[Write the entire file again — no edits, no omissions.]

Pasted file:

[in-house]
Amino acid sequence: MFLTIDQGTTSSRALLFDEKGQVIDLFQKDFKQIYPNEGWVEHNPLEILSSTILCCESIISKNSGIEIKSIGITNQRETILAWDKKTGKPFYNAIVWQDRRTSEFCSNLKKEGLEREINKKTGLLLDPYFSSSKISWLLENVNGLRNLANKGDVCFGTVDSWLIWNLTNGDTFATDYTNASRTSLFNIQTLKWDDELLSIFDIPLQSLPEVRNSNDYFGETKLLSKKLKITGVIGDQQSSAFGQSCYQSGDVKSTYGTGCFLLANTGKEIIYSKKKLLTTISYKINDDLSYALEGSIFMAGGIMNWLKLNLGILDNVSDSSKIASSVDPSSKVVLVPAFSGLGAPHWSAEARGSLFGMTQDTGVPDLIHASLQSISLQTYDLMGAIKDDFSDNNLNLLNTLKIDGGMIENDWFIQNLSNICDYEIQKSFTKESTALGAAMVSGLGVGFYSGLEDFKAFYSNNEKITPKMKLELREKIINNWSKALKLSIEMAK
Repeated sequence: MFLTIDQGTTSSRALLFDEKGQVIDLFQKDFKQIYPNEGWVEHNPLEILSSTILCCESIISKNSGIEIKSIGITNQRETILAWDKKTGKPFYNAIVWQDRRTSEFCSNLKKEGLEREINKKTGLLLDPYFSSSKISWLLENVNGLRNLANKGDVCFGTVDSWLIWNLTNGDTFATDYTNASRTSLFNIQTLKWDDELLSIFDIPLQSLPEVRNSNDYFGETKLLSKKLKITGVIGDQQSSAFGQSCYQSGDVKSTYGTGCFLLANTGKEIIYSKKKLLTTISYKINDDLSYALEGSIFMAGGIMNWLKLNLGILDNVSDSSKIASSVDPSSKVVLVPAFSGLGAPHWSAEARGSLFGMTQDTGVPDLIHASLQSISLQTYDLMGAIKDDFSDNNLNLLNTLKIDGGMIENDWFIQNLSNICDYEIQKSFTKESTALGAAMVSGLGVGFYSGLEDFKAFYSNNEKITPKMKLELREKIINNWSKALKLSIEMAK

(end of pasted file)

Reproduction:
[in-house]
Amino acid sequence: MFLTIDQGTTSSRALLFDEKGQVIDLFQKDFKQIYPNEGWVEHNPLEILSSTILCCESIISKNSGIEIKSIGITNQRETILAWDKKTGKPFYNAIVWQDRRTSEFCSNLKKEGLEREINKKTGLLLDPYFSSSKISWLLENVNGLRNLANKGDVCFGTVDSWLIWNLTNGDTFATDYTNASRTSLFNIQTLKWDDELLSIFDIPLQSLPEVRNSNDYFGETKLLSKKLKITGVIGDQQSSAFGQSCYQSGDVKSTYGTGCFLLANTGKEIIYSKKKLLTTISYKINDDLSYALEGSIFMAGGIMNWLKLNLGILDNVSDSSKIASSVDPSSKVVLVPAFSGLGAPHWSAEARGSLFGMTQDTGVPDLIHASLQSISLQTYDLMGAIKDDFSDNNLNLLNTLKIDGGMIENDWFIQNLSNICDYEIQKSFTKESTALGAAMVSGLGVGFYSGLEDFKAFYSNNEKITPKMKLELREKIINNWSKALKLSIEMAK
Repeated sequence: MFLTIDQGTTSSRALLFDEKGQVIDLFQKDFKQIYPNEGWVEHNPLEILSSTILCCESIISKNSGIEIKSIGITNQRETILAWDKKTGKPFYNAIVWQDRRTSEFCSNLKKEGLEREINKKTGLLLDPYFSSSKISWLLENVNGLRNLANKGDVCFGTVDSWLIWNLTNGDTFATDYTNASRTSLFNIQTLKWDDELLSIFDIPLQSLPEVRNSNDYFGETKLLSKKLKITGVIGDQQSSAFGQSCYQSGDVKSTYGTGCFLLANTGKEIIYSKKKLLTTISYKINDDLSYALEGSIFMAGGIMNWLKLNLGILDNVSDSSKIASSVDPSSKVVLVPAFSGLGAPHWSAEARGSLFGMTQDTGVPDLIHASLQSISLQTYDLMGAIKDDFSDNNLNLLNTLKIDGGMIENDWFIQNLSNICDYEIQKSFTKESTALGAAMVSGLGVGFYSGLEDFKAFYSNNEKITPKMKLELREKIINNWSKALKLSIEMAK